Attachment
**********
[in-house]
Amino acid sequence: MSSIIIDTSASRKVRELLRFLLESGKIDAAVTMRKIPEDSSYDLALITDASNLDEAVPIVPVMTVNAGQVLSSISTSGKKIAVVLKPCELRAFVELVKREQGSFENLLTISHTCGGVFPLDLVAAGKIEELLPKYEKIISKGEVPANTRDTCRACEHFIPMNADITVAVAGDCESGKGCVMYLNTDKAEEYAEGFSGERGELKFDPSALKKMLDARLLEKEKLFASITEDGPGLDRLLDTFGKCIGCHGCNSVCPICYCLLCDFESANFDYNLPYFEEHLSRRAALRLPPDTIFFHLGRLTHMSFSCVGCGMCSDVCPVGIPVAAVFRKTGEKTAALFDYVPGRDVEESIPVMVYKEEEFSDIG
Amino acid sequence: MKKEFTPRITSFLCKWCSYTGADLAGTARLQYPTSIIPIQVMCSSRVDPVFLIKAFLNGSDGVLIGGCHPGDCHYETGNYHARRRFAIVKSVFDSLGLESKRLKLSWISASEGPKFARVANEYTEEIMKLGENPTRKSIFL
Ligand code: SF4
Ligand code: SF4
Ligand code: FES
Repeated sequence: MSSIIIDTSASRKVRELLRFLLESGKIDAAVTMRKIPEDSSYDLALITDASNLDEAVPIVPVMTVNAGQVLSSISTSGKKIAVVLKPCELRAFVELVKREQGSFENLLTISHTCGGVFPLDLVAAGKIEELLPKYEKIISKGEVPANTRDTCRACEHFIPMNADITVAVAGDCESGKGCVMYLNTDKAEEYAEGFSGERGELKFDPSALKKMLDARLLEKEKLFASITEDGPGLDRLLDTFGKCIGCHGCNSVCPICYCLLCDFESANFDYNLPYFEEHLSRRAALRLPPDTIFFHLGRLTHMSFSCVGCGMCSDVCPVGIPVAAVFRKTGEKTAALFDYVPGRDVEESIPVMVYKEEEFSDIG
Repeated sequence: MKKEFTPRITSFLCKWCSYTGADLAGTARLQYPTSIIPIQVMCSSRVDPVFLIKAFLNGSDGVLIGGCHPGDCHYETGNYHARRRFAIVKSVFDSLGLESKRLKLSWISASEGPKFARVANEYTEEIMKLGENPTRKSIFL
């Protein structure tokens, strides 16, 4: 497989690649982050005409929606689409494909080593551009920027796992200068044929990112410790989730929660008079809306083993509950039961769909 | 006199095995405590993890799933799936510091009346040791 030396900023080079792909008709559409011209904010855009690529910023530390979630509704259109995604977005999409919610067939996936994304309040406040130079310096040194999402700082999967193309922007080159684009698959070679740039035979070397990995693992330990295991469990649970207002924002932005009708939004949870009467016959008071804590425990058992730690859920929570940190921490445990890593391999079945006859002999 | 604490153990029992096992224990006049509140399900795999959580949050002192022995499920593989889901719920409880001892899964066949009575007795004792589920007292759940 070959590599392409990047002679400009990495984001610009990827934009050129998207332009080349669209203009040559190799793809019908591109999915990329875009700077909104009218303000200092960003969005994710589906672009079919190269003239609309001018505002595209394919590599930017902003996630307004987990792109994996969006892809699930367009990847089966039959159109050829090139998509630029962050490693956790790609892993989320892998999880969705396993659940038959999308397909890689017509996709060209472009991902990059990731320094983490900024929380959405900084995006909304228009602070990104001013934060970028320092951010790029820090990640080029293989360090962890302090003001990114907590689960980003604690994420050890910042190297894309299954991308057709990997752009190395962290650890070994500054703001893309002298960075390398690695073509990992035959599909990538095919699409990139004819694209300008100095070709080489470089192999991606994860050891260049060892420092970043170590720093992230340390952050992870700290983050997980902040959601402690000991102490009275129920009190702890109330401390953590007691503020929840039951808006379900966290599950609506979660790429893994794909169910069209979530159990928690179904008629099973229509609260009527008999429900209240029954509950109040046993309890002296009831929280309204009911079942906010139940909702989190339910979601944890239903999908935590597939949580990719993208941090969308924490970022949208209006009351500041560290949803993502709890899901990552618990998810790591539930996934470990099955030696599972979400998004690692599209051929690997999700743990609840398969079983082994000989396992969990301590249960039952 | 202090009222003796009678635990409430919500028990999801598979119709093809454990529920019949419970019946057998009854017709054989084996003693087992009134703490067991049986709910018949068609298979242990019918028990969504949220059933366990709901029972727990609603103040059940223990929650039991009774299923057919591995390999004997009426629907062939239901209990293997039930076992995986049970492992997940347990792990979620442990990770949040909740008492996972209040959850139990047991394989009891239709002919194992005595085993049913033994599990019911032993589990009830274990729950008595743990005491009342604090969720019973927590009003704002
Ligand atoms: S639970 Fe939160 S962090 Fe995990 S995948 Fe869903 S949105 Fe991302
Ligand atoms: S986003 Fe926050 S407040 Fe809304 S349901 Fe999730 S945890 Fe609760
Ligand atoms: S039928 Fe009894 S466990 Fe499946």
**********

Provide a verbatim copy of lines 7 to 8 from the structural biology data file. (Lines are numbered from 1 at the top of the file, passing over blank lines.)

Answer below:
Repeated sequence: MSSIIIDTSASRKVRELLRFLLESGKIDAAVTMRKIPEDSSYDLALITDASNLDEAVPIVPVMTVNAGQVLSSISTSGKKIAVVLKPCELRAFVELVKREQGSFENLLTISHTCGGVFPLDLVAAGKIEELLPKYEKIISKGEVPANTRDTCRACEHFIPMNADITVAVAGDCESGKGCVMYLNTDKAEEYAEGFSGERGELKFDPSALKKMLDARLLEKEKLFASITEDGPGLDRLLDTFGKCIGCHGCNSVCPICYCLLCDFESANFDYNLPYFEEHLSRRAALRLPPDTIFFHLGRLTHMSFSCVGCGMCSDVCPVGIPVAAVFRKTGEKTAALFDYVPGRDVEESIPVMVYKEEEFSDIG
Repeated sequence: MKKEFTPRITSFLCKWCSYTGADLAGTARLQYPTSIIPIQVMCSSRVDPVFLIKAFLNGSDGVLIGGCHPGDCHYETGNYHARRRFAIVKSVFDSLGLESKRLKLSWISASEGPKFARVANEYTEEIMKLGENPTRKSIFL